• It is important for students to realize that these generalizations are not new and different from the previously learned topics.  They must realize that the generalization is simple an examination of a familiar concept in a different context.  The concept does not change. Understanding of the concept expands.

We do not teach students to use deductive reasoning to justify each step in a mathematical process or to produce any other logical argument.

• The definition of graph of a function f is the set of points of the form (a, f(a)) where a is a domain element and f(a) is the corresponding unique range element.  Students should learn that if (3, 8) is on the graph of a function f, then as a result of deductive reasoning, f(3) = 8.  This must be deductive reasoning on the part of the student not recall of a procedure illustrated by a teacher.  Teaching students to replace memorized procedures with deductive reasoning is a very difficult teaching mandate.

Our teaching does not illuminate the structural aspects of mathematics.

• For example, students entering college algebra should be able to identify each “thing” as a relation, a unary operation, a binary operation, or a mathematical object.
• For example, students should be shown that there is a division algorithm for the Natural Numbers, the Integers, polynomials with integer coefficients, but not for Rational Numbers, Irrational Numbers, or Complex Numbers.

We do not provide students with appropriate organizing schemes or teach them how to abstract relevant principles from what they are learning.

Many students fail to identify polynomials or their classifications.

• For example, generating a sequence of equivalent equations which terminates in a simplest equation is an elegant general approach to solving equations. We fail to teach students this elegant general approach to solving equations and inequalities.  We fail to teach students to devise appropriate modifications when necessary.

We have not changed the curriculum to match the needs of the 21st century.

• Mathematics required in the workplace is different than in previous centuries.
• Technology has assumed most computational details.

Gagne identified five learning outcomes: Intellectual Skill, Cognitive Strategy, Verbal Information, Motor Skill, and Attitude.  The desired outcomes in mathematics instruction are Intellectual Skill, Cognitive Strategy, and Verbal Information.  However, instruction in most early math classes presents mathematics as a Motor Skill.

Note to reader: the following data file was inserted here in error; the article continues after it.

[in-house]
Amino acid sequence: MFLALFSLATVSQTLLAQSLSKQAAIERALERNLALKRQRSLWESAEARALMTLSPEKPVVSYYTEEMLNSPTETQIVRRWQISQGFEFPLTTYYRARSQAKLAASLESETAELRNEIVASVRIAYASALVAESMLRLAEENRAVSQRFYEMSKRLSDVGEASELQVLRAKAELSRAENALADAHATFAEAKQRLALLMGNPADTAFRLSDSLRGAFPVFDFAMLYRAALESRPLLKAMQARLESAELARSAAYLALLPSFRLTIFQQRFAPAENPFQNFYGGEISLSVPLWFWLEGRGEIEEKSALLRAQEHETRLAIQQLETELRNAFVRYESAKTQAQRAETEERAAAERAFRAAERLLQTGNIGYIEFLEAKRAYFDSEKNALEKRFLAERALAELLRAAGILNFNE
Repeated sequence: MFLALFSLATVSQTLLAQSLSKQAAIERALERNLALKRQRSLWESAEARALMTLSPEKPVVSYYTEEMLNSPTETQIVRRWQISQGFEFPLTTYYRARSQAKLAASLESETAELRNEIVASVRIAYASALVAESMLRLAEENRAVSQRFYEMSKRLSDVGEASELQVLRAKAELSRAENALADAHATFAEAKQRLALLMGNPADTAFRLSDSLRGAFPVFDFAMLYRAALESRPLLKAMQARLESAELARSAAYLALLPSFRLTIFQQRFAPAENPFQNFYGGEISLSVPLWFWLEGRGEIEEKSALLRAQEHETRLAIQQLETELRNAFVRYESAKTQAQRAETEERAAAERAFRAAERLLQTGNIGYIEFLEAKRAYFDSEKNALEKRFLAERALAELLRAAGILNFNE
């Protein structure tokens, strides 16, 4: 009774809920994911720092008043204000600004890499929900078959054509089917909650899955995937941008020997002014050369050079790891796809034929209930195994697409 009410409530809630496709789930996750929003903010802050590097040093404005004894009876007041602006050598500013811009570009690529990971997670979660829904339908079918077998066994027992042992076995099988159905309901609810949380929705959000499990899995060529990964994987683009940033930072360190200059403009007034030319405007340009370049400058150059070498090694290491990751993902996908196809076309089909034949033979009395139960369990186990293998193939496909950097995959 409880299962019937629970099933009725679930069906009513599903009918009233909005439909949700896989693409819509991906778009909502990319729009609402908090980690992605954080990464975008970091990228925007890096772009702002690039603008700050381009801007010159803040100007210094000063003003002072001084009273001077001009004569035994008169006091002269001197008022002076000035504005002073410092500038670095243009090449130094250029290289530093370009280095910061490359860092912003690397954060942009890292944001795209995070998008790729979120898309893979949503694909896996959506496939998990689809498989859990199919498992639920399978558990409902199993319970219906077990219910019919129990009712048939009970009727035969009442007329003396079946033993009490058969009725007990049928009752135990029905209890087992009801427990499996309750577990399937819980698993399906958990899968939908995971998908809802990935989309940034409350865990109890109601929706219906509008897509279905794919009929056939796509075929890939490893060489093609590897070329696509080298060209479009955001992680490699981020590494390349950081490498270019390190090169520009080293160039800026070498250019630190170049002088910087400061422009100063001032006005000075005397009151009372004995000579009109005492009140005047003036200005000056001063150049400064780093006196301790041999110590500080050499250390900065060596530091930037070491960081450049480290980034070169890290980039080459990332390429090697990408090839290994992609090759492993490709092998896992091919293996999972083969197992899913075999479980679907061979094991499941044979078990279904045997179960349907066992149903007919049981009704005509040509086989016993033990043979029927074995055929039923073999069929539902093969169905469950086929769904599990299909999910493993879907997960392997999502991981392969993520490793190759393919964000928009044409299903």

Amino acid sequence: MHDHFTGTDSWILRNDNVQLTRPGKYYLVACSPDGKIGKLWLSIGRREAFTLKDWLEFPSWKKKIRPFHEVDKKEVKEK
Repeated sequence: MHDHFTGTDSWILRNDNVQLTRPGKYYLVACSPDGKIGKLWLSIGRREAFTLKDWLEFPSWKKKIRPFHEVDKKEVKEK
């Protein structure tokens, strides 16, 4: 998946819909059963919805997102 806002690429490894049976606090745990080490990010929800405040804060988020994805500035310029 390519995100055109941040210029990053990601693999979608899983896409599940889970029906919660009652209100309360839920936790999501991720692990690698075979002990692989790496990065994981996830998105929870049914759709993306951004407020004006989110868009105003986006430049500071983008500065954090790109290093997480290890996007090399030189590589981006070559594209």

Two additional sections are required to complete this essay.  I will discuss the causes and the cures. These sections have not been completed.  Outlines (subject to change) of these two sections are present below.

What are the Causes

Societal lack of interest and motivation.

Common conception that mathematics is about computation.

An outdated curriculum

• A mile wide and an inch deep.
• The “spiral approach” has become mere repetition.
• Successful curricular reform requires informed staff development and engagement of teachers.

Bad outdated textbooks

• Textbooks stress computation, algorithmic procedure, and artificial story problems.
• Textbooks promote topics techniques which may be temporarily and narrowly effective and efficient but give the wrong mathematical lesson and therefore ill-serve the student. An example of this would be the FOIL method.

Teacher’s lack of mathematics knowledge.

• Nearly half of math and science teachers do not possess adequate subject-matter training.
• “School boards do not understand what math is, neither do educators, textbook authors, publishing companies, and sadly, neither do most of our math teachers. The scope of the problem is so enormous I hardly know where to begin.”
• Paul Lockhart – A Mathematician’s Lament – 2002

Teacher’s lack of knowledge of cognitive science.

Teachers tend to teach the way they were taught.

Teachers’ lack of autonomy in the classroom.

Student’s attitude toward learning.

• Student’s level of curiosity has declined over the last two decades.
• Recently one of my algebra students told me; “The reason Asian students do so much better is they work very hard. Personally I am not willing to work that hard for anything”.

Minimal and improper mathematics content required for teaching degree.

• Teacher educators should focus first on the education of mathematics specialists at the elementary and secondary levels.
• Education professors’ lack of understanding of mathematics.

Teacher Recruitment

• The quality of an educational system cannot exceed the quality of its teachers. South Korea therefore recruits from the top 5% of graduating college students. America, in contrast, tends to recruit from the bottom third.

What are the Cures

Drastic improvement in teacher education.

Localize education.

Remove DOE, unions, giant publishers, and political groups from the process of determining classroom activity

Empower teachers in the classroom.

Adopt instructional materials developed by subject matter experts well versed in the latest cognitive science as applied to mathematics.

Modernize the curriculum to reflect needs of the 21st century.

Infuse the latest cognitive science into mathematics teaching and learning.